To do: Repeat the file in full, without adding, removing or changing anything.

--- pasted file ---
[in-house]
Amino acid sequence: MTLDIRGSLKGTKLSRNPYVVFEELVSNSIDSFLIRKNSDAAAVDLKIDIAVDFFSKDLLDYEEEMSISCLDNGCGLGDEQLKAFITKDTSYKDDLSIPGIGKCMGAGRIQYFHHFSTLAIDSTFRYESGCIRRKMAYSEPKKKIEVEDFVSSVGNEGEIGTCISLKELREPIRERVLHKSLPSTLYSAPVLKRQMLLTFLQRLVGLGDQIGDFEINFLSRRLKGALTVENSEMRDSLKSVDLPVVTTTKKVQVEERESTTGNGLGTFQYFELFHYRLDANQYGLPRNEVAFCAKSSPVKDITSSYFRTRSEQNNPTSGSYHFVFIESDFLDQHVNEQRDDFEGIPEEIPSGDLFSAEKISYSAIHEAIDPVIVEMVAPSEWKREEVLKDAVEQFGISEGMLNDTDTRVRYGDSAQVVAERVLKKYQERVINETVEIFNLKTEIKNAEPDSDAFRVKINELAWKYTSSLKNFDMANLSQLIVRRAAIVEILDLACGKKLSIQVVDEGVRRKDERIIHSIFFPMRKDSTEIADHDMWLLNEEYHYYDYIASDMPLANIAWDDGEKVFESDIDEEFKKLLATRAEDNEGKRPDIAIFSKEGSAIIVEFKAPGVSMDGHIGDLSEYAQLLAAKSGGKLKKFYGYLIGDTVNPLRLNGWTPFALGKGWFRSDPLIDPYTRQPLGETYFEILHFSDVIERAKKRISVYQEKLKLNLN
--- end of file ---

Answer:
[in-house]
Amino acid sequence: MTLDIRGSLKGTKLSRNPYVVFEELVSNSIDSFLIRKNSDAAAVDLKIDIAVDFFSKDLLDYEEEMSISCLDNGCGLGDEQLKAFITKDTSYKDDLSIPGIGKCMGAGRIQYFHHFSTLAIDSTFRYESGCIRRKMAYSEPKKKIEVEDFVSSVGNEGEIGTCISLKELREPIRERVLHKSLPSTLYSAPVLKRQMLLTFLQRLVGLGDQIGDFEINFLSRRLKGALTVENSEMRDSLKSVDLPVVTTTKKVQVEERESTTGNGLGTFQYFELFHYRLDANQYGLPRNEVAFCAKSSPVKDITSSYFRTRSEQNNPTSGSYHFVFIESDFLDQHVNEQRDDFEGIPEEIPSGDLFSAEKISYSAIHEAIDPVIVEMVAPSEWKREEVLKDAVEQFGISEGMLNDTDTRVRYGDSAQVVAERVLKKYQERVINETVEIFNLKTEIKNAEPDSDAFRVKINELAWKYTSSLKNFDMANLSQLIVRRAAIVEILDLACGKKLSIQVVDEGVRRKDERIIHSIFFPMRKDSTEIADHDMWLLNEEYHYYDYIASDMPLANIAWDDGEKVFESDIDEEFKKLLATRAEDNEGKRPDIAIFSKEGSAIIVEFKAPGVSMDGHIGDLSEYAQLLAAKSGGKLKKFYGYLIGDTVNPLRLNGWTPFALGKGWFRSDPLIDPYTRQPLGETYFEILHFSDVIERAKKRISVYQEKLKLNLN